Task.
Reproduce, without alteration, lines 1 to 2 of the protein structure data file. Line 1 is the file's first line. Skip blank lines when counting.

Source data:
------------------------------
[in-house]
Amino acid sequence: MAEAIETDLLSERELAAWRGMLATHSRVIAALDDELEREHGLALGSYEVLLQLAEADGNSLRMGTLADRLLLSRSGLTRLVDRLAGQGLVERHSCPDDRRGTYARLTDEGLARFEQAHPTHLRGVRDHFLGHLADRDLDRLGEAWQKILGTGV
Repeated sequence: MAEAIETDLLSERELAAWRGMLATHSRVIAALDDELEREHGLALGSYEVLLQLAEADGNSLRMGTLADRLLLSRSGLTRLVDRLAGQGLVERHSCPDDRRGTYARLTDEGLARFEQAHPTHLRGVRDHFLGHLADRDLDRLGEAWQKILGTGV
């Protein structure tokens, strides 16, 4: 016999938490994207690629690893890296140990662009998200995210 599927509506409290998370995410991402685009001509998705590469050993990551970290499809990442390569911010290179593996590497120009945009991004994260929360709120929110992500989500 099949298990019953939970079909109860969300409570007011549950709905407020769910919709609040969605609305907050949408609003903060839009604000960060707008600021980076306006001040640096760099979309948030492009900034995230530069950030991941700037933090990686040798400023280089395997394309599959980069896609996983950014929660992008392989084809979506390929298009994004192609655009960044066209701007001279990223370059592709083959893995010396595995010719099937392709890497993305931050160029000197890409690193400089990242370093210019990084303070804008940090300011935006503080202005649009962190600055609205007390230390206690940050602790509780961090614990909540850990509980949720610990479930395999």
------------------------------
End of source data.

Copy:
[in-house]
Amino acid sequence: MAEAIETDLLSERELAAWRGMLATHSRVIAALDDELEREHGLALGSYEVLLQLAEADGNSLRMGTLADRLLLSRSGLTRLVDRLAGQGLVERHSCPDDRRGTYARLTDEGLARFEQAHPTHLRGVRDHFLGHLADRDLDRLGEAWQKILGTGV